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Trust Between CEOs and CFOs Drive Business Success

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Today we see example after example and we hear story upon story about the breakdown of trust in companies, especially by and between CEOs and CFOs. But having said this, we need to ask ourselves is this trust about which we speak really true and authentic trust? Is it all (and only) about ethics or is there more to it? How can CEOs and CFOs repair, rebuild and maintain trust and drive business success.

Trust Redefined

First, let’s define trust. Trust is a positive assessment of another’s sincerity, competence and reliability which allows us to act together with them.
You make an assessment of sincerity when you believe that the other person does not intend to deceive you. To assess someone as insincere means that you do not believe that they mean what they are saying.

You make an assessment of competence when you believe that a person has the ability to do what he or she promises. Assessing someone as incompetent means that you distrust that they will actually fulfill their promises, not because they are not well intentioned, but because they do not have the skills needed to fulfill them.
You can make an assessment of reliability only after a relationship has been established. Someone can be assessed as being reliable when they have fulfilled their promises consistently over time. If someone makes a promise to you, you may believe they are sincere and competent, but if they have not consistently delivered in the past, you may have an issue with their reliability.

Now when trust is broken, these simple but powerful definitions empower you to take appropriate action. For example, if you as CEO believe the issue with your CFO is incompetence, you may address it through training or by providing additional support. On the other hand, if you the CEO believes that the CFO making a promise to you is insincere, training won’t necessarily be the solution; rather a conversation with the CFO about intention may be necessary. If you assess your CFO as unreliable, again a different conversational solution is needed than if you assess him as not competent.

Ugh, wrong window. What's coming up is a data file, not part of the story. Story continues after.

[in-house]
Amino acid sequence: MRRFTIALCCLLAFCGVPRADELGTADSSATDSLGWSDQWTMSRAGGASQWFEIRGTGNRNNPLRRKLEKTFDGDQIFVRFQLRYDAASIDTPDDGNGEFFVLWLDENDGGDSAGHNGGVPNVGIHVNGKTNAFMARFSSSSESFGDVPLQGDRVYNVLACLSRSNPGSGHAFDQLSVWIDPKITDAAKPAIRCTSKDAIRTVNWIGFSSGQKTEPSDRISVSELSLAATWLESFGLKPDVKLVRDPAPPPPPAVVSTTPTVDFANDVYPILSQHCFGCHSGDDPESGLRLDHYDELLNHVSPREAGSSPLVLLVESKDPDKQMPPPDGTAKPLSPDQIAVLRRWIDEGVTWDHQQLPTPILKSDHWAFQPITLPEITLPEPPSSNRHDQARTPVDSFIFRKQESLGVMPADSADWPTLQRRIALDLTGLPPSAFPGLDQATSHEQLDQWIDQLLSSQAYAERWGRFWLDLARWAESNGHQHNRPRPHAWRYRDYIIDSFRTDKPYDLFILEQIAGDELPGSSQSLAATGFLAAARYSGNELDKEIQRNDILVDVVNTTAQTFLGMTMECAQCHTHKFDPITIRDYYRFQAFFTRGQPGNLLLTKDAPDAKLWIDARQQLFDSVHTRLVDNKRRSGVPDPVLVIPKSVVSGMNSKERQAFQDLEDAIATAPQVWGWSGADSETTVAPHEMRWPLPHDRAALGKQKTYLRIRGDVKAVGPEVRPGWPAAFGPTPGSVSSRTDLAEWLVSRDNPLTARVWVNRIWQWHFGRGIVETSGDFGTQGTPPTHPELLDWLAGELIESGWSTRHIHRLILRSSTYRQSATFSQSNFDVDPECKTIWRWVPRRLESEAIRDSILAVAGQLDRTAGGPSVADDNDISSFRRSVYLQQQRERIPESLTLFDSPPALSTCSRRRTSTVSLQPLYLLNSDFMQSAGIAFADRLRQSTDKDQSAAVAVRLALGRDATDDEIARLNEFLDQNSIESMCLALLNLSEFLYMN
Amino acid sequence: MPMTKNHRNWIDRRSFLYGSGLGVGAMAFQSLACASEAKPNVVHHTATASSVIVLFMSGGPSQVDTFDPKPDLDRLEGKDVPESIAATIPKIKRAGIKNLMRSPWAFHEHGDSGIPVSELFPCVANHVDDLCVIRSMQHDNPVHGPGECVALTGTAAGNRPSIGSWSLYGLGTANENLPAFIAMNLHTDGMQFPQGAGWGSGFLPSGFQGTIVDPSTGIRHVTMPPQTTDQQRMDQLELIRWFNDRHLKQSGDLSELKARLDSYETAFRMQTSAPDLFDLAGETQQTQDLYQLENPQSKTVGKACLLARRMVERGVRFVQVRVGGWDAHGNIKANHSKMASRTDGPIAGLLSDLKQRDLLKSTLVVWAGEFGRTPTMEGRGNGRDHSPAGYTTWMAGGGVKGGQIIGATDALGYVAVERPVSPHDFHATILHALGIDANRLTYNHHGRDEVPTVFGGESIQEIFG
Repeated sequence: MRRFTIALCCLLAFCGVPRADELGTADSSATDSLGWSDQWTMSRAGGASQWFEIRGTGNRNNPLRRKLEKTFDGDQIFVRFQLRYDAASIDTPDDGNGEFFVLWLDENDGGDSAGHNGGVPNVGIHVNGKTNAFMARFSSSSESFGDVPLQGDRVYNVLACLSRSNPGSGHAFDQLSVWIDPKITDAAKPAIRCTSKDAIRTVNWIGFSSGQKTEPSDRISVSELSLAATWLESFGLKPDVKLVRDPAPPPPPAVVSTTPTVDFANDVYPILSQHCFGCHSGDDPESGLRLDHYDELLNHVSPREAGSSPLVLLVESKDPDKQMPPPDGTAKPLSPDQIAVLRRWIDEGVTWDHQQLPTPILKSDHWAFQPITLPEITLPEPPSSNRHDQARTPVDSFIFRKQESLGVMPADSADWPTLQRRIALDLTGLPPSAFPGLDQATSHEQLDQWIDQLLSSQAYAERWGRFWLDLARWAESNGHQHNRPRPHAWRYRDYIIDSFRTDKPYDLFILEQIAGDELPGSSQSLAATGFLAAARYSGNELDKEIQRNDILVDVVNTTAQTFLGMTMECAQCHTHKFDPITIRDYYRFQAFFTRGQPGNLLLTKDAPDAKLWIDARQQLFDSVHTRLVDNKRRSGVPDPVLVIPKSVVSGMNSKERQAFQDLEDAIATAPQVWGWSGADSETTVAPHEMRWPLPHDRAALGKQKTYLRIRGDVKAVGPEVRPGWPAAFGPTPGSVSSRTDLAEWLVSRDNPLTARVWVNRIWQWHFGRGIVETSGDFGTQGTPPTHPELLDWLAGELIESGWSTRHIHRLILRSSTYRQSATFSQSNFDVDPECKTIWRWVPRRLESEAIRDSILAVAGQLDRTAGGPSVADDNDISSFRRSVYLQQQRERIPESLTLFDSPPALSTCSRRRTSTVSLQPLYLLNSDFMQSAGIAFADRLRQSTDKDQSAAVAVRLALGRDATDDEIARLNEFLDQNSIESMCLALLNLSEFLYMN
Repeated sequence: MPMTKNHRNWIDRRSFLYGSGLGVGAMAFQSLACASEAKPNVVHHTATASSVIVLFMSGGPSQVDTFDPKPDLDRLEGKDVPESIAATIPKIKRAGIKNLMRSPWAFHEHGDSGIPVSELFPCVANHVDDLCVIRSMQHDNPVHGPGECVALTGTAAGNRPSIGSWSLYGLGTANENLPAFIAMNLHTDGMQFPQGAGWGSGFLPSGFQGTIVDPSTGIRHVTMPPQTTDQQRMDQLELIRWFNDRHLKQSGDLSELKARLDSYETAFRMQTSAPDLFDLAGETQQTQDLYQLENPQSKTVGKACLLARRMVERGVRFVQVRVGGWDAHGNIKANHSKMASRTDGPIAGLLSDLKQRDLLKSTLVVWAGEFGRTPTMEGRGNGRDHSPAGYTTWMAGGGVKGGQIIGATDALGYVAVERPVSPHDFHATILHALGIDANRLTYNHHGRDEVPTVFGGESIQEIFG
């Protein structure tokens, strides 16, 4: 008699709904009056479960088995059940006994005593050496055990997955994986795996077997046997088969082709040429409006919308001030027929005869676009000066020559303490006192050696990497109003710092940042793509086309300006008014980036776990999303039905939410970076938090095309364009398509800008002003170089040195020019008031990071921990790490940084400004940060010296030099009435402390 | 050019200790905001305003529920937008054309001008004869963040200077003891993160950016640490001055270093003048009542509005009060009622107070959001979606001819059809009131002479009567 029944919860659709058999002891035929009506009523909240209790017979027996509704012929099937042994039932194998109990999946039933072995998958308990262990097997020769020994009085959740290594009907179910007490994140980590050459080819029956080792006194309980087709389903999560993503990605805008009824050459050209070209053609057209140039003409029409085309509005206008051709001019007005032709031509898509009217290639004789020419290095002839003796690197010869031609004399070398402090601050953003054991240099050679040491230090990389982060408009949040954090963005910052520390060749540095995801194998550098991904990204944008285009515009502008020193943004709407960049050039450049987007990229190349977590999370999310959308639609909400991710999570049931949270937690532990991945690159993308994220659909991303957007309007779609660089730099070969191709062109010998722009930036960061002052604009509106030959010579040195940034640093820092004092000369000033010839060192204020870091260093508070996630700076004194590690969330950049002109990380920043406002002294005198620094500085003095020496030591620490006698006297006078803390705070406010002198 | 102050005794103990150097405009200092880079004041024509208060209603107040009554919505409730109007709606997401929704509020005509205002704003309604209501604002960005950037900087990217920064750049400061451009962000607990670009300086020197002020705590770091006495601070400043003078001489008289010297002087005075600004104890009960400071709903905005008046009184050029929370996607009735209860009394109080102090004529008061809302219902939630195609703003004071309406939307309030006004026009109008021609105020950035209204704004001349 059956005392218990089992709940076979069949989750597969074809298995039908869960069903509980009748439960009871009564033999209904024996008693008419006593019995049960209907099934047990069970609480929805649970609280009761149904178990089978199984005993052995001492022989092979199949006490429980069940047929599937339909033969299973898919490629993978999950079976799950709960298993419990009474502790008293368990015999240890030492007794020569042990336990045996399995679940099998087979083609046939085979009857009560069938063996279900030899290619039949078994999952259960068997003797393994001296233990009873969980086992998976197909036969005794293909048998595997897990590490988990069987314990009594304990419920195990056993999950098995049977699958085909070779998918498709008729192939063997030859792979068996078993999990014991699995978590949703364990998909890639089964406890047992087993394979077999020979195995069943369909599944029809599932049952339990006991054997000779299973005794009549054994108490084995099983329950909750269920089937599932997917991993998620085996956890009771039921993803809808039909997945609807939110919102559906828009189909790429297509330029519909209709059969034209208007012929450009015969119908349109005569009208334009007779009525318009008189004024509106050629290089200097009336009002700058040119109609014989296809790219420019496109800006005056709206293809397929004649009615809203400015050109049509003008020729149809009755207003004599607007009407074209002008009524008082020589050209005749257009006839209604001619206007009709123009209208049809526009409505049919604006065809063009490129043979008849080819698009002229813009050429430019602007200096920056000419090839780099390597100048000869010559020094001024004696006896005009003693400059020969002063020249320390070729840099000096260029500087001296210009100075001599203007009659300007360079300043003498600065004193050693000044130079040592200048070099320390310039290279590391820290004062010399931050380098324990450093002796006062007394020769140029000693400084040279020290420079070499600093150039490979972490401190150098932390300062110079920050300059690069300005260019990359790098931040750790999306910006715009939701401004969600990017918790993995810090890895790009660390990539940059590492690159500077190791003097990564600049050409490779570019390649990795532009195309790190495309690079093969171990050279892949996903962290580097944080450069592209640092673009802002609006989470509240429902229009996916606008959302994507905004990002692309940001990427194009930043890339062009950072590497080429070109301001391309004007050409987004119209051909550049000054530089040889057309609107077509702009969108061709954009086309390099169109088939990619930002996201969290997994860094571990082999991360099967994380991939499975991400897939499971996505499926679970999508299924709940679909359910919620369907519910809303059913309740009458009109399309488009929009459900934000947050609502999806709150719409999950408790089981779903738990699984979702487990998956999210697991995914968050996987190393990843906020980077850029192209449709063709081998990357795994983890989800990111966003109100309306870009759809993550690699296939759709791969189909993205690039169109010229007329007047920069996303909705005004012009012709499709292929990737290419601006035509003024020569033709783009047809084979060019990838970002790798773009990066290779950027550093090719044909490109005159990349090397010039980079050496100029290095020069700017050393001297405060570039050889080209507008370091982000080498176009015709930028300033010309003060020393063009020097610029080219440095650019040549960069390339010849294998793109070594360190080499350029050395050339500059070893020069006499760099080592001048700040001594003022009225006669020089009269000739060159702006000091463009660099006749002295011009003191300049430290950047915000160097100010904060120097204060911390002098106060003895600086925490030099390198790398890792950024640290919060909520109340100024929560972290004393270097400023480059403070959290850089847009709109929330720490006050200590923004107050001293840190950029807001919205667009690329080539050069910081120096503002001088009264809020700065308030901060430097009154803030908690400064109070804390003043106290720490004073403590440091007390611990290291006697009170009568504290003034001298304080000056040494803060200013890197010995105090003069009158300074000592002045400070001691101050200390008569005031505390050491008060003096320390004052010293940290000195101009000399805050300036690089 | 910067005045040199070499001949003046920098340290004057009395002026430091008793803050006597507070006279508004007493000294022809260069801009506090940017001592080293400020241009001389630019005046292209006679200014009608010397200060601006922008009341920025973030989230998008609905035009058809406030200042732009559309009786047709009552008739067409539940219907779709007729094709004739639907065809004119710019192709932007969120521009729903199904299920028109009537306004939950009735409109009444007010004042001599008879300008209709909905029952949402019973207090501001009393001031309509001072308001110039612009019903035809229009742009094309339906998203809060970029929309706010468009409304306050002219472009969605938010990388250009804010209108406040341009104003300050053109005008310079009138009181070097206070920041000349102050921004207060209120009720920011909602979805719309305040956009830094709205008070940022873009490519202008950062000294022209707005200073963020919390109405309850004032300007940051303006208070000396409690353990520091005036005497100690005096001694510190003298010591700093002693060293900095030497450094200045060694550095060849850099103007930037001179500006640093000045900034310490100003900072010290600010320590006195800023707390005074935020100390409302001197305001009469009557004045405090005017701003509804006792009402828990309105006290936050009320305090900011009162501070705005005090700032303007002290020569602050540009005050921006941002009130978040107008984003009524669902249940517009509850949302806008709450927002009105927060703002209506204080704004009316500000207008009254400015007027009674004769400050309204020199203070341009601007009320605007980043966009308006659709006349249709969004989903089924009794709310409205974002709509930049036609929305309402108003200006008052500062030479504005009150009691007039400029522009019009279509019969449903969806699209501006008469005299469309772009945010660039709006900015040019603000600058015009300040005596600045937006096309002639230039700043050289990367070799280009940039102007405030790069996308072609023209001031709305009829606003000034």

The Language of Trust

Now managing promises lies at the heart of the conversation to coordinate and implement actions with others. Thus, promises guide all business activity. How a CEO and CFO make, break, or renegotiate promises directly affects their ability to build trust.

So what is a promise? A promise begins when one person realizes that something is missing, needed, or wanted and makes a clear and specific request of or an offer to another person. Of course, with every promise we make there is a possibility that the promise will not be fulfilled. So whether it is due to circumstances beyond our control or not, in order to deal with this issue in a way that develops trust, clear communication is necessary.

If you are the person who promised to perform the action requested, you should renegotiate or revoke your promise in a timely manner and offer an alternative solution. Say you are the CFO who replied to your CEO’s request that you would deliver a full written report by 5pm next Tuesday. Now it is Thursday and for whatever reasons, you know you cannot fulfill this promise. Should you go to your boss and revoke or change your promise now or wait until the deadline of 5pm on Tuesday? What will you do?

If you are the CEO who did not get the report when promised, then you should complain directly to the CFO (and no one else) and promptly. A real complaint can only be the result of an agreed to promise not being fulfilled. Doing so allows you, the CEO, the opportunity to remedy the situation, preserve the CFO’s dignity as well as your own, and nurture the trust between the two of you.

Now an expectation is different from a promise, yet most people do not distinguish the two. This can be a costly mistake for the individual and the organization. In my experience, most people in organizations operate based on what they think are promises but are, in fact, soft expectations of others that have not been clearly voiced and never agreed to. Because unfulfilled expectations lead to resentment and resignation, one of the most powerful moves a CEO can make is to discuss their expectations with their CFO. By doing so, actual promises can be set and distinguished from soft expectations, hopes or wishes.